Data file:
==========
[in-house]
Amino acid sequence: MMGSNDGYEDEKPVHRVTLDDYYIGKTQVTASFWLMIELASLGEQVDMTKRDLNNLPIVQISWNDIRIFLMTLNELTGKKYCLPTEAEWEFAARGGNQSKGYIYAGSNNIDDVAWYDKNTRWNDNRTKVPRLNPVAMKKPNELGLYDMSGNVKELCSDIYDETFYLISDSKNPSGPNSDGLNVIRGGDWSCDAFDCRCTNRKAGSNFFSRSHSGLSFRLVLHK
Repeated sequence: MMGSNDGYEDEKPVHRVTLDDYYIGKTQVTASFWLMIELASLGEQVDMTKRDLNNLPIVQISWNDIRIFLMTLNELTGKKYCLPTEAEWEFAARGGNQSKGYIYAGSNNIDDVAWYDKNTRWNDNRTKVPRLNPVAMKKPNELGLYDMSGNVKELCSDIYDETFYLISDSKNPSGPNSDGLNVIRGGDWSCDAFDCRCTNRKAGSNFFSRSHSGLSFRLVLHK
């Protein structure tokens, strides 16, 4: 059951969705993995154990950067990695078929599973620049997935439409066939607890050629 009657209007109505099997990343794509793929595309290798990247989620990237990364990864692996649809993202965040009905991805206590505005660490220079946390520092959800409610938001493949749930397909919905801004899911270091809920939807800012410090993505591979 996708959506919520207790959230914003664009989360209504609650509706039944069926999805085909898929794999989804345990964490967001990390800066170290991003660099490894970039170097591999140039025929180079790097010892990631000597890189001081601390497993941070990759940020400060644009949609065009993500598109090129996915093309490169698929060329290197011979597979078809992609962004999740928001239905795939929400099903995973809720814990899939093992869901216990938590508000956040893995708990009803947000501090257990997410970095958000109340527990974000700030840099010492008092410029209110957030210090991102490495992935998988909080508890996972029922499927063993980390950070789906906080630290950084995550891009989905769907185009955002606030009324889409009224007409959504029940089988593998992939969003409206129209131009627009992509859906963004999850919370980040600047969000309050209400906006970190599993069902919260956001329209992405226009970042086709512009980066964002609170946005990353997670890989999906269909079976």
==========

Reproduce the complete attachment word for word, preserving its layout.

[in-house]
Amino acid sequence: MMGSNDGYEDEKPVHRVTLDDYYIGKTQVTASFWLMIELASLGEQVDMTKRDLNNLPIVQISWNDIRIFLMTLNELTGKKYCLPTEAEWEFAARGGNQSKGYIYAGSNNIDDVAWYDKNTRWNDNRTKVPRLNPVAMKKPNELGLYDMSGNVKELCSDIYDETFYLISDSKNPSGPNSDGLNVIRGGDWSCDAFDCRCTNRKAGSNFFSRSHSGLSFRLVLHK
Repeated sequence: MMGSNDGYEDEKPVHRVTLDDYYIGKTQVTASFWLMIELASLGEQVDMTKRDLNNLPIVQISWNDIRIFLMTLNELTGKKYCLPTEAEWEFAARGGNQSKGYIYAGSNNIDDVAWYDKNTRWNDNRTKVPRLNPVAMKKPNELGLYDMSGNVKELCSDIYDETFYLISDSKNPSGPNSDGLNVIRGGDWSCDAFDCRCTNRKAGSNFFSRSHSGLSFRLVLHK
């Protein structure tokens, strides 16, 4: 059951969705993995154990950067990695078929599973620049997935439409066939607890050629 009657209007109505099997990343794509793929595309290798990247989620990237990364990864692996649809993202965040009905991805206590505005660490220079946390520092959800409610938001493949749930397909919905801004899911270091809920939807800012410090993505591979 996708959506919520207790959230914003664009989360209504609650509706039944069926999805085909898929794999989804345990964490967001990390800066170290991003660099490894970039170097591999140039025929180079790097010892990631000597890189001081601390497993941070990759940020400060644009949609065009993500598109090129996915093309490169698929060329290197011979597979078809992609962004999740928001239905795939929400099903995973809720814990899939093992869901216990938590508000956040893995708990009803947000501090257990997410970095958000109340527990974000700030840099010492008092410029209110957030210090991102490495992935998988909080508890996972029922499927063993980390950070789906906080630290950084995550891009989905769907185009955002606030009324889409009224007409959504029940089988593998992939969003409206129209131009627009992509859906963004999850919370980040600047969000309050209400906006970190599993069902919260956001329209992405226009970042086709512009980066964002609170946005990353997670890989999906269909079976």